"Life [is] a big battle for the complete feminist," wrote the radical feminist, activist, and civil rights advocate Crystal Eastman, and few have been better equipped for fighting the battle than Eastman herself.
Crystal Catherine Eastman was born on June 25, 1881, to Rev. Samuel Eastman and Annis Ford Eastman. Although the family lived in Marlborough, Massachusetts, it is probable that Crystal was born at a family cottage in Glenora, New York. Samuel Eastman and Annis Ford had met at Oberlin College and were married in 1875, shortly after the Congregational minister secured his first appointment. In the fall of 1881, the family moved to Canandaigua, New York, where Crystal’s father took the pulpit of the First Congregational Church. An older brother, Morgan, died of scarlet fever when Crystal was three, and her two surviving brothers, Anstice and Max, were born in 1878 and 1896.
In 1886, chronic illness, probably stemming from severe pneumonia Samuel Eastman had contracted while serving in the Civil War, led to a breakdown, and he was forced to resign his post. As the family’s resources declined, Annis Eastman’s role changed radically. The busy mother became a teacher in local schools, often returning there to give talks on Sunday evenings. As her husband’s strength waxed and waned, he was able to start a small grocery business, and Annis began to receive and to accept offers to preach at Sunday services at local country churches.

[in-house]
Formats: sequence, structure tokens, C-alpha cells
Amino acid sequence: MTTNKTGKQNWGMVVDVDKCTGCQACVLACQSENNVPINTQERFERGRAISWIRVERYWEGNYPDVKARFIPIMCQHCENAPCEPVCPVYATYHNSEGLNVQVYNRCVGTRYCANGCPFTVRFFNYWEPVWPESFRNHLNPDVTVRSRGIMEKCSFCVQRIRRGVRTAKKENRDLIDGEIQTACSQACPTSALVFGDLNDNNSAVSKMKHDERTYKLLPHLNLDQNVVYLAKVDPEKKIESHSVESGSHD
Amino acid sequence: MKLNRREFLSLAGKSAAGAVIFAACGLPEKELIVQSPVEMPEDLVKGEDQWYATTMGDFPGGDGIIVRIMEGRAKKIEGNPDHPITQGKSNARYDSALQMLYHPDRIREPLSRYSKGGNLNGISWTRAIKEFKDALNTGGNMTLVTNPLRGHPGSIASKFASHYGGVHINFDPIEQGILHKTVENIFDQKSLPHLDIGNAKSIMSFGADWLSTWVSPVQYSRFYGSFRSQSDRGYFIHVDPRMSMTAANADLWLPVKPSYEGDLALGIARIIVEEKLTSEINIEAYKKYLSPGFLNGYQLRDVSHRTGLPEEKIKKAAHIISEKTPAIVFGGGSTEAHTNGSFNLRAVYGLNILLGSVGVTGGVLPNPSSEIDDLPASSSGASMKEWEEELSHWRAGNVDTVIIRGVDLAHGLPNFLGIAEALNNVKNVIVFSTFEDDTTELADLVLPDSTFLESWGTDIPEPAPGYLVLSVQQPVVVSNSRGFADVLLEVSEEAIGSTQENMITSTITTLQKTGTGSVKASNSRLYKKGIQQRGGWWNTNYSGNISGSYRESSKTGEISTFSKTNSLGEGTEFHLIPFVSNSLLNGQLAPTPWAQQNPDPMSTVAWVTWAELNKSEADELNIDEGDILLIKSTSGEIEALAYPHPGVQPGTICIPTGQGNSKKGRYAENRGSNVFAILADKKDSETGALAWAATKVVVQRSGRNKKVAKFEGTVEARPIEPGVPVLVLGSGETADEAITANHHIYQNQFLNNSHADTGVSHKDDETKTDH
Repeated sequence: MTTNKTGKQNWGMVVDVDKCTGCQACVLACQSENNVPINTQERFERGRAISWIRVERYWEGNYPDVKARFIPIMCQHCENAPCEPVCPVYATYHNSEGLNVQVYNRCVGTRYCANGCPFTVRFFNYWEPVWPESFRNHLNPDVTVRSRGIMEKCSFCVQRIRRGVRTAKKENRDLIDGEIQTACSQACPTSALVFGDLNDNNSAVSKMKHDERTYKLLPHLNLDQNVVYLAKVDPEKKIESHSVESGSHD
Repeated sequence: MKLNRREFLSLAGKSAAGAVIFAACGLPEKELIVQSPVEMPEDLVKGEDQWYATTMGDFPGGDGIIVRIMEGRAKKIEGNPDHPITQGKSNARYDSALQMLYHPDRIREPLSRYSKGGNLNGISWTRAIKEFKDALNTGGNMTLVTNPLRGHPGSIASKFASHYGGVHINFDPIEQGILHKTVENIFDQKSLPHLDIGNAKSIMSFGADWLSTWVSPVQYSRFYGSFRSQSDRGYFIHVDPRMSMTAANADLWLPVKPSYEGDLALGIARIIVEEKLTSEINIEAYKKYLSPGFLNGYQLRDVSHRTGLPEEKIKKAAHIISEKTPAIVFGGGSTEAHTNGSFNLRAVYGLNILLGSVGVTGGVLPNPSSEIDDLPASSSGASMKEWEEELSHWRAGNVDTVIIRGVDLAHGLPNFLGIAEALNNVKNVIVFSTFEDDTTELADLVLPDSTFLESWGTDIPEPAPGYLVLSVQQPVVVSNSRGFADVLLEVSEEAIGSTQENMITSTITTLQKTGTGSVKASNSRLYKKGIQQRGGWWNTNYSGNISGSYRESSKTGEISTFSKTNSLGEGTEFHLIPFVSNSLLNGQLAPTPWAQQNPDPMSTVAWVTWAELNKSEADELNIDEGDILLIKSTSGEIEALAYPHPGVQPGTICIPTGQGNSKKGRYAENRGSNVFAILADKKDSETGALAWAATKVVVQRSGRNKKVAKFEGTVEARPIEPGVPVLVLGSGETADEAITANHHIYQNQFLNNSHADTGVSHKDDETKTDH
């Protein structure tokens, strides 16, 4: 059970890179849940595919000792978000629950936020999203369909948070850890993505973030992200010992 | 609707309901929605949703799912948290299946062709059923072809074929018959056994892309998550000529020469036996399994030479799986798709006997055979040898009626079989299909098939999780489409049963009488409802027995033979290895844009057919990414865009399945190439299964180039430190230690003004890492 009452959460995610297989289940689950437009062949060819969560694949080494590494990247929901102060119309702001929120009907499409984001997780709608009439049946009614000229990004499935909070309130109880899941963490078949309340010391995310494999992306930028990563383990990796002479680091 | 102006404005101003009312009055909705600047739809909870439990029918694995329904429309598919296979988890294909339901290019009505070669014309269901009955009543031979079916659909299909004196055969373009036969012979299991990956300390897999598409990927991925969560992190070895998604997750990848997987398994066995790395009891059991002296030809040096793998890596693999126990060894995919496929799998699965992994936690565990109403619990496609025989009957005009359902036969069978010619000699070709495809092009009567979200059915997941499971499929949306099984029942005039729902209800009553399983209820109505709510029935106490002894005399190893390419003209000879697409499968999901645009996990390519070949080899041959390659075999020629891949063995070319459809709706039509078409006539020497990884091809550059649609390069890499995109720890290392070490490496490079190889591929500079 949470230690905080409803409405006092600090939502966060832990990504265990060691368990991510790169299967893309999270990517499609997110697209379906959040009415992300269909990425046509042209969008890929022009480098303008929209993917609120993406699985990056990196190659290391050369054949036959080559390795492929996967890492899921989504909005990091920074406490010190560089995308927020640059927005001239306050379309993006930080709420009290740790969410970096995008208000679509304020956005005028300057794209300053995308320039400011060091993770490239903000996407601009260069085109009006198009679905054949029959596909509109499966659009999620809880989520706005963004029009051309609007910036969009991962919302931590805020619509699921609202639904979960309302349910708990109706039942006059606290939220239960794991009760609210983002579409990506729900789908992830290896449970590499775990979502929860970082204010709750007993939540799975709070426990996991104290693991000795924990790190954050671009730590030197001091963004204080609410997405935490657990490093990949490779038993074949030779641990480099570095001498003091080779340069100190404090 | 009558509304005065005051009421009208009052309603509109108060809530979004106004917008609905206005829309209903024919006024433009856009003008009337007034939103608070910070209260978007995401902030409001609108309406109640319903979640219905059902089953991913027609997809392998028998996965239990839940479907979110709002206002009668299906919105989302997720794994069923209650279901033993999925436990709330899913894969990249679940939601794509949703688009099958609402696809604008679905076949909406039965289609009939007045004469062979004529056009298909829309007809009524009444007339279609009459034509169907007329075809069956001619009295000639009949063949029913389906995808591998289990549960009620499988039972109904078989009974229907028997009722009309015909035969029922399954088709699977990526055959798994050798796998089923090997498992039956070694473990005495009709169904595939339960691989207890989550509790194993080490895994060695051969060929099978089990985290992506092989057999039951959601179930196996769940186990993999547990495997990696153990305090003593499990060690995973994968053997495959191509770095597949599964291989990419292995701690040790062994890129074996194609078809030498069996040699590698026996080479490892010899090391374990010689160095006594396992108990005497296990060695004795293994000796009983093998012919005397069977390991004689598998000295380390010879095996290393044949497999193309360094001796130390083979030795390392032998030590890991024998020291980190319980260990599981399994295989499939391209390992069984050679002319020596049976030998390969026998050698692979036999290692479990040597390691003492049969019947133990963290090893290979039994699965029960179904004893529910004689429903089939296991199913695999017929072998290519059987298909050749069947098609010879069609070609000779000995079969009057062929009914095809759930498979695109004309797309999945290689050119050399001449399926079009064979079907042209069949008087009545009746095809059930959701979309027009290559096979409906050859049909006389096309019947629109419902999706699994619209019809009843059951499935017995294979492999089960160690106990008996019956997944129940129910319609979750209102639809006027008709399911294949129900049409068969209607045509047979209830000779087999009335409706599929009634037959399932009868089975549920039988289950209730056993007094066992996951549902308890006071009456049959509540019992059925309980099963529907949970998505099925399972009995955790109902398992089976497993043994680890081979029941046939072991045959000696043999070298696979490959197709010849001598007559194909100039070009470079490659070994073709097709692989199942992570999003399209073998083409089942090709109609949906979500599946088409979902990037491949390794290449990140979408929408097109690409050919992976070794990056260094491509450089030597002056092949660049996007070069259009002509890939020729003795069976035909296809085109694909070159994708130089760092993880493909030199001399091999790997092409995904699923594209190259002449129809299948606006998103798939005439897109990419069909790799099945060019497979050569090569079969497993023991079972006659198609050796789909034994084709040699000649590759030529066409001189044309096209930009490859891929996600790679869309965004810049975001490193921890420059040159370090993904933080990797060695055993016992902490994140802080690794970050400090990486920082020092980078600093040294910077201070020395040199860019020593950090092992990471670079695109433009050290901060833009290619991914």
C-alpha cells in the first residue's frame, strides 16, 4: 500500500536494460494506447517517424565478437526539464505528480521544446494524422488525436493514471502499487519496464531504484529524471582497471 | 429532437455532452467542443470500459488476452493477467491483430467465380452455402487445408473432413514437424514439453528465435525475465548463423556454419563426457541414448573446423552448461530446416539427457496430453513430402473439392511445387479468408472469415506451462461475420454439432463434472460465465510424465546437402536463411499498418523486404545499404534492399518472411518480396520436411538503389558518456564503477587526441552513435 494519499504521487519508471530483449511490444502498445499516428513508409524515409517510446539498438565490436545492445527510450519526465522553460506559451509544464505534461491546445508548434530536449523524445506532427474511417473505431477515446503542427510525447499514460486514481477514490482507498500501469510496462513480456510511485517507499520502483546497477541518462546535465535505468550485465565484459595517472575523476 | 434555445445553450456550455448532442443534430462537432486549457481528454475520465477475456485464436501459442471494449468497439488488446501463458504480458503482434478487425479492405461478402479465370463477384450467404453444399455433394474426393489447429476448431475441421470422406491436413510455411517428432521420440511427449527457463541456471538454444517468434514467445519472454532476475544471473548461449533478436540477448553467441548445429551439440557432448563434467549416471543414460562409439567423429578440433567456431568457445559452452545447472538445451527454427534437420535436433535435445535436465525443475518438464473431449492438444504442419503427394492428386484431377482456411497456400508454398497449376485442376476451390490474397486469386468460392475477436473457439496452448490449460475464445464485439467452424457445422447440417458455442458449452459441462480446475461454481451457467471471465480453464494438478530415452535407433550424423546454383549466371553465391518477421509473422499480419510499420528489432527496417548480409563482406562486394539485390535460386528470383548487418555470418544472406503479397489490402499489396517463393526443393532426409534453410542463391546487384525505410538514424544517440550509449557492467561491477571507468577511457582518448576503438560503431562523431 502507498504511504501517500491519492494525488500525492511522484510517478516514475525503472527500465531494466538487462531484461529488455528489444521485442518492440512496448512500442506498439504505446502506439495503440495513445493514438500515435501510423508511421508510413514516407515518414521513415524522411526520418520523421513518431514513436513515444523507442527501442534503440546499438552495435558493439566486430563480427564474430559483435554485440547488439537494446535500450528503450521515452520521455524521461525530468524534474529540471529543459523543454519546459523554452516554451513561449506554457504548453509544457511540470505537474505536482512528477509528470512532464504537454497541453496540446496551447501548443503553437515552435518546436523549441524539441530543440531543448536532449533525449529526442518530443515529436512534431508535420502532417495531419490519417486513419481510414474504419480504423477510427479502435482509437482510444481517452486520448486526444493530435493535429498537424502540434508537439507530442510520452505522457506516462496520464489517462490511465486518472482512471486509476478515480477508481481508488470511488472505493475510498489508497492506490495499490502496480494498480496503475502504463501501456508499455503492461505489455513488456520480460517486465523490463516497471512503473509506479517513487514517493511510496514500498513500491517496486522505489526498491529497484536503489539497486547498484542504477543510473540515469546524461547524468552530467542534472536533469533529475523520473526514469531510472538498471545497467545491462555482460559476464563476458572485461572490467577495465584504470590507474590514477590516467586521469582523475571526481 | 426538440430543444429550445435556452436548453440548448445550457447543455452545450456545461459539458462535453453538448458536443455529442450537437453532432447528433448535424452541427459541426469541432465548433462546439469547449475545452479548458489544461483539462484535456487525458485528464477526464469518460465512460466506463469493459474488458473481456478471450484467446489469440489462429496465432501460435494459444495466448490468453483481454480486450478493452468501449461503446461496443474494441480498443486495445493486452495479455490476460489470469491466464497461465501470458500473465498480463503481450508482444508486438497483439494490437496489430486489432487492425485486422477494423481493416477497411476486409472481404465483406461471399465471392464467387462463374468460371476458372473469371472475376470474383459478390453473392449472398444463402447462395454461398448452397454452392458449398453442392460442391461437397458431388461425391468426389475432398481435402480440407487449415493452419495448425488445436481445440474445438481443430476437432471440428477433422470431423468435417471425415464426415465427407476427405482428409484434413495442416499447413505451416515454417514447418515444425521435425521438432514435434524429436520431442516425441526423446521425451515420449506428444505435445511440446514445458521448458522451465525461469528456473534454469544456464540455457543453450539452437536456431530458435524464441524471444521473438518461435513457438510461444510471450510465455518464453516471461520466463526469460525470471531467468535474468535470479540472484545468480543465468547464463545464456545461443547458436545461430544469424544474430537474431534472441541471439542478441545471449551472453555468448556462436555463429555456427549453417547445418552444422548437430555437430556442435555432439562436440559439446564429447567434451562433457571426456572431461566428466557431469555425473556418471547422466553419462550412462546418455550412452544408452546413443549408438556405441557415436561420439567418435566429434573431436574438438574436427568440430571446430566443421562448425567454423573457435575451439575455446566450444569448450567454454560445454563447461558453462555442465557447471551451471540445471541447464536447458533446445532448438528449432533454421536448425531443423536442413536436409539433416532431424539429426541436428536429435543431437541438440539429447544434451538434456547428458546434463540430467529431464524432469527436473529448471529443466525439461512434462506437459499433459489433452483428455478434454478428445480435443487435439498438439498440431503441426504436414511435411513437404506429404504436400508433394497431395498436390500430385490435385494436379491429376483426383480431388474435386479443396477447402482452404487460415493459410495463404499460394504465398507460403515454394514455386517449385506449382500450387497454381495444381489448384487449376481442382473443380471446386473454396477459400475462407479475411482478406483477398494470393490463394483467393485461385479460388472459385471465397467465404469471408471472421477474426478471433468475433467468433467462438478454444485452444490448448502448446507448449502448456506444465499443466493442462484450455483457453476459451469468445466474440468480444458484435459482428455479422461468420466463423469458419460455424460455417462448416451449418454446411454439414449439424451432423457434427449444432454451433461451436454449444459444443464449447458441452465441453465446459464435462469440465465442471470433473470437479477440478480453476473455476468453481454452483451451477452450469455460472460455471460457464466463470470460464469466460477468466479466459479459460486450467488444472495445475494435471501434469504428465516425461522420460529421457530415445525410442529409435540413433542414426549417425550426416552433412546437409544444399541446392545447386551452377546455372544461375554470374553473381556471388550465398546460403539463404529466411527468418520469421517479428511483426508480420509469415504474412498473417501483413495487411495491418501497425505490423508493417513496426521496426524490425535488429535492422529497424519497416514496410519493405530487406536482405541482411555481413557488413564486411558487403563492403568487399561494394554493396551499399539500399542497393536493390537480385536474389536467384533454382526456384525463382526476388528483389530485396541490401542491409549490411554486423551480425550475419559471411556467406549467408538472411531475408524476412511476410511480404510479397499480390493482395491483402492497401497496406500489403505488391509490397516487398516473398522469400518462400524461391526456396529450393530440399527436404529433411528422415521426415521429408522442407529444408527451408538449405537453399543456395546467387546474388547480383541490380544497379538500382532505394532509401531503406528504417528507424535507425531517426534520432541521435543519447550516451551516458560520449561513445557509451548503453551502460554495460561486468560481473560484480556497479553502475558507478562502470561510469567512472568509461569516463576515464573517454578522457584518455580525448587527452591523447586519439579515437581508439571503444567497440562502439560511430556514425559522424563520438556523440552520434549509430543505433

Rev. Annis Ford Eastman, Crystal Eastman's mother
In 1892, she was appointed minister to the Congregational church in Brookton, New York, and shortly thereafter was ordained as the first woman Congregational minister by a ministerial council headed by the Reverend Thomas K. Beecher, pastor of the nationally known, progressive and nondenominational Park Church in Elmira.
Annis Eastman’s fame increased, as did her public. In 1893, she presented a paper, entitled “The Home and Its Foundations,” before the Congress of Women, held in the Women’s Building of the World’s Columbian Exhibition in Chicago, and in 1895, she delivered the sermon before an international audience at the inaugural religious service of the second triennial session of the National Council of Women of the United States. After a brief time as pastor in the church at West Bloomfield, New York, in 1894—along with her husband, whose health was continuing to improve— she accepted a joint assistant ministry to the Park Church. On the death, in 1900, of Thomas Beecher—the brother of Henry Ward Beecher and Harriet Beecher Stowe—the Eastmans were appointed to take his place.